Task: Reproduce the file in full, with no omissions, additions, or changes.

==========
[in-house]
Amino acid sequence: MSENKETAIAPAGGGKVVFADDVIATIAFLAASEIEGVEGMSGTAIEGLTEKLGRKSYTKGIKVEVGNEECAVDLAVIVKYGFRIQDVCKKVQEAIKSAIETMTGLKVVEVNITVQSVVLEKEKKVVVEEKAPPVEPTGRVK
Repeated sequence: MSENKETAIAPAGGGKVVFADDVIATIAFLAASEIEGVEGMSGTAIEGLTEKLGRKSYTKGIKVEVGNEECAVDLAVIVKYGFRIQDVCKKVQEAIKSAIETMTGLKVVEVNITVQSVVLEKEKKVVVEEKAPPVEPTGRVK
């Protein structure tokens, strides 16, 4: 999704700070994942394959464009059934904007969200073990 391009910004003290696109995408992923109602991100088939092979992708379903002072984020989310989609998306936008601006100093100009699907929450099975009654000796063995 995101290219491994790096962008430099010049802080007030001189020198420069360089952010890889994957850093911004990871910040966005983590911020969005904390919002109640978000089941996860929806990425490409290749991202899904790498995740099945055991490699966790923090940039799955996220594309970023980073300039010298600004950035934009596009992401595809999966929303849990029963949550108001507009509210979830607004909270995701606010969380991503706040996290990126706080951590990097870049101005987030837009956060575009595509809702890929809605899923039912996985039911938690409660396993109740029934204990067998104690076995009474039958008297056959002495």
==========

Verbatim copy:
[in-house]
Amino acid sequence: MSENKETAIAPAGGGKVVFADDVIATIAFLAASEIEGVEGMSGTAIEGLTEKLGRKSYTKGIKVEVGNEECAVDLAVIVKYGFRIQDVCKKVQEAIKSAIETMTGLKVVEVNITVQSVVLEKEKKVVVEEKAPPVEPTGRVK
Repeated sequence: MSENKETAIAPAGGGKVVFADDVIATIAFLAASEIEGVEGMSGTAIEGLTEKLGRKSYTKGIKVEVGNEECAVDLAVIVKYGFRIQDVCKKVQEAIKSAIETMTGLKVVEVNITVQSVVLEKEKKVVVEEKAPPVEPTGRVK
């Protein structure tokens, strides 16, 4: 999704700070994942394959464009059934904007969200073990 391009910004003290696109995408992923109602991100088939092979992708379903002072984020989310989609998306936008601006100093100009699907929450099975009654000796063995 995101290219491994790096962008430099010049802080007030001189020198420069360089952010890889994957850093911004990871910040966005983590911020969005904390919002109640978000089941996860929806990425490409290749991202899904790498995740099945055991490699966790923090940039799955996220594309970023980073300039010298600004950035934009596009992401595809999966929303849990029963949550108001507009509210979830607004909270995701606010969380991503706040996290990126706080951590990097870049101005987030837009956060575009595509809702890929809605899923039912996985039911938690409660396993109740029934204990067998104690076995009474039958008297056959002495």